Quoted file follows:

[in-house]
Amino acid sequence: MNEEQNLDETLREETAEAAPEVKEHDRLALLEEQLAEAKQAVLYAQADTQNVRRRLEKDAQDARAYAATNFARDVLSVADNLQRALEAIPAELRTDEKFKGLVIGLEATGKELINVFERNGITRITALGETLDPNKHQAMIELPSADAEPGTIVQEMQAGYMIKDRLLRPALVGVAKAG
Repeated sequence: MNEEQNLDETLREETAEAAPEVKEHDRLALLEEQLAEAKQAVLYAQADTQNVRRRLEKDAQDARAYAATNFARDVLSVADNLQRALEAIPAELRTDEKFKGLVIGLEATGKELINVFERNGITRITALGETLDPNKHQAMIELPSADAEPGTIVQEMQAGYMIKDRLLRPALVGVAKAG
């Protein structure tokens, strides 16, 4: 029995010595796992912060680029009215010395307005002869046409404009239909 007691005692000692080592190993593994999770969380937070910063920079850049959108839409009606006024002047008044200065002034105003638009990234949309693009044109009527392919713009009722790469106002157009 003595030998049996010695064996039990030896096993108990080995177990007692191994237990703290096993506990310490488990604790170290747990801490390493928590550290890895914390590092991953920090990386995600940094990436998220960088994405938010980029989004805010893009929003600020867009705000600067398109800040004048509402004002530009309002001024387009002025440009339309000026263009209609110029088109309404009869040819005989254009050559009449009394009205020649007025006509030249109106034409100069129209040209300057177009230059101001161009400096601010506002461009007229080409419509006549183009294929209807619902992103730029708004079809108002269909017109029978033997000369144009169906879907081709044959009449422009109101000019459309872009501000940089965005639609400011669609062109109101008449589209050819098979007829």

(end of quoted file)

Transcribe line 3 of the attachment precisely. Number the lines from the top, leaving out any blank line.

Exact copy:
Repeated sequence: MNEEQNLDETLREETAEAAPEVKEHDRLALLEEQLAEAKQAVLYAQADTQNVRRRLEKDAQDARAYAATNFARDVLSVADNLQRALEAIPAELRTDEKFKGLVIGLEATGKELINVFERNGITRITALGETLDPNKHQAMIELPSADAEPGTIVQEMQAGYMIKDRLLRPALVGVAKAG